Hourly labour costs ranged from EUR 8 to EUR 51 in the EU

In 2022, the average hourly labour costs in the whole economy (see methodological note) were estimated to be EUR 30.5 in the EU and EUR 34.3 in the euro area, up compared with EUR 29.0 and EUR 32.8, respectively, in 2021.

These estimates come from data on labour costs levels published by Eurostat today. This article presents only a handful of findings from the more detailed Statistics Explained article.

Lowest in Bulgaria, highest in Luxembourg

The average hourly labour costs mask significant gaps between EU countries, with the lowest hourly labour costs recorded in Bulgaria (EUR 8.2) and Romania (EUR 9.5), and the highest in Luxembourg (EUR 50.7), Denmark (EUR 46.8) and Belgium (EUR 43.5).

Hourly labour costs in industry were EUR 30.7 in the EU and EUR 36.6 in the euro area. In construction, they were EUR 27.3 and EUR 30.8, respectively. In services, hourly labour costs were EUR 30.2 in the EU and EUR 33.3 in the euro area. In the mainly non-business economy (excluding public administration), they were EUR 31.3 and EUR 34.8 respectively.

The two main components of labour costs are wages & salaries and non-wage costs (e.g. employers’ social contributions). The share of non-wage costs in total labour costs for the whole economy was 24.8% in the EU and 25.5% in the euro area. The lowest shares of non-wage costs were recorded in Lithuania (5.4%) and Romania (5.3%) and the highest in France (32.0%), Sweden (31.9%) and Italy (27.8%).


Hourly labour costs increased most in Bulgaria

In 2022, compared with 2021, hourly labour costs at whole economy level expressed in € rose by 5.0% in the EU and by 4.7 % in the Euro Area.

Within the euro area, hourly labour costs increased in all Member States. The largest increases were recorded in Lithuania (+13.3 %), Ireland (+9.3 %) and Estonia (+9.1 %).

For EU countries outside the euro area, the hourly labour costs expressed in national currency increased in 2022 in all countries, with the largest increases recorded in Bulgaria (+15.3 %), Hungary (+13.9 %), Romania (+12.2 %) and Poland (+11.7 %). They increased the least in Denmark (+2.3 %).

In 2022, most EU countries phased out the support schemes introduced in 2020 and extended in 2021 to alleviate the impact of the COVID-19 pandemic on enterprises and employees. They mainly consisted of short-term work arrangements and temporary layoffs fully or partly compensated by government. Those schemes were generally recorded as subsidies (or tax allowances) with a negative sign in the non-wage component of labour costs. Therefore, the phasing out of COVID-related support schemes make a positive contribution to the growth in hourly labour costs (please consult lc_lci_lev).

For more information:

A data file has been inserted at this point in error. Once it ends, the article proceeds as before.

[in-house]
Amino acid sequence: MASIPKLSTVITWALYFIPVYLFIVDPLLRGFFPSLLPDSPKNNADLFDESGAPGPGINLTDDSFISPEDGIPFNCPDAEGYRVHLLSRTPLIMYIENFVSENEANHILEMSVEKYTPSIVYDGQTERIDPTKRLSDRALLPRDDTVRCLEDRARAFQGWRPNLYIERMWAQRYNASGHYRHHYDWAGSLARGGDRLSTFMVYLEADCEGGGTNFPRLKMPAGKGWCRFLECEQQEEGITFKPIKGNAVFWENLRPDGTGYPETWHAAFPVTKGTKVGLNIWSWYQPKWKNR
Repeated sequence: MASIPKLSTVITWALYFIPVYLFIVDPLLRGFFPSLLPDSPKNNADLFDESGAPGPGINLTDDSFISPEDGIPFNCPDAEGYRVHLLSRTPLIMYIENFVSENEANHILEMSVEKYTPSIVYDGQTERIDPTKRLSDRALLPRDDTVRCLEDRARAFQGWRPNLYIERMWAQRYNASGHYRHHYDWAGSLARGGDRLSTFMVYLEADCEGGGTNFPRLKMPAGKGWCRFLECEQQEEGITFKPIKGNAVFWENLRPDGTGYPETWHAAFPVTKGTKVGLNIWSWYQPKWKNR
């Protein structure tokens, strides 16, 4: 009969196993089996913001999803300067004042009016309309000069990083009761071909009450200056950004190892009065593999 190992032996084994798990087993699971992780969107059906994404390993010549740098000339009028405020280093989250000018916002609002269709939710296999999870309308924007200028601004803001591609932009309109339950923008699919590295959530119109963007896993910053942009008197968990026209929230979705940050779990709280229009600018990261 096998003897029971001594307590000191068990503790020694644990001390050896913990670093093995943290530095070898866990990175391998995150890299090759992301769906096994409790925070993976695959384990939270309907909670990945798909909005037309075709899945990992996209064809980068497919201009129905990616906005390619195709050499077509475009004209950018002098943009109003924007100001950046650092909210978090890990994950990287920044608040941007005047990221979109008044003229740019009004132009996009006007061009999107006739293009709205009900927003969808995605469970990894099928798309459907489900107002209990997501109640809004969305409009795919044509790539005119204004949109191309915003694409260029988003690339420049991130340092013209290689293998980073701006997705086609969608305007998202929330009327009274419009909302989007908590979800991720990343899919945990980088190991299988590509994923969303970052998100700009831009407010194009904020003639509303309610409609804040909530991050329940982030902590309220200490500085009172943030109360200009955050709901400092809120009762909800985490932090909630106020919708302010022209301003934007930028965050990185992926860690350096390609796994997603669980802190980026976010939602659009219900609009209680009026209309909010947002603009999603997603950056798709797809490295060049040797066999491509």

Methodological notes: 

  • Total Labour Costs refer to the total expenditure borne by employers in order to employ staff. They cover wage and non-wage costs minus subsidies. They do include vocational training costs or other expenditures such as recruitment costs, spending on working clothes, etc. Wage and salary costs include direct remunerations, bonuses, and allowances paid by an employer in cash or in kind to an employee in return for work done, payments to employees’ saving schemes, payments for days not worked and remunerations in kind such as food, drink, fuel, company cars, etc. Non-wage costs include the employers’ social contributions plus employment taxes regarded as labour costs minus subsidies, intended to refund part or all of the employer’s cost of direct remuneration.
  • Labour costs data presented in this news item cover enterprises with 10 or more employees (including apprentices). Estimates are obtained by extrapolating the 2020 Labour Cost Survey (LCS) hourly labour cost data expressed in national currencies using the quarterly Labour Cost Index (LCI) transmitted by the Member States. In order to calculate monetary estimates in € and derive European aggregates, average annual exchange rates have been used. The LCI not adjusted for calendar effects is used, except for Denmark, Sweden, Iceland and Norway, where only calendar-adjusted data are available.
  • Austria, Spain, Finland and Iceland: data are taken from national sources.
  • Croatia: estimates are based on 2016 Labour Cost Survey.
  • In this publication, the whole economy includes all economic activities except NACE Rev. 2 sections: ‘A – Agriculture, forestry and fishing’, ‘O – Public administration and defence; compulsory social security’, ‘ T – Activities of households as employers; undifferentiated goods – and services – producing activities of households for own use’ and ‘U – Activities of extraterritorial organisations and bodies’.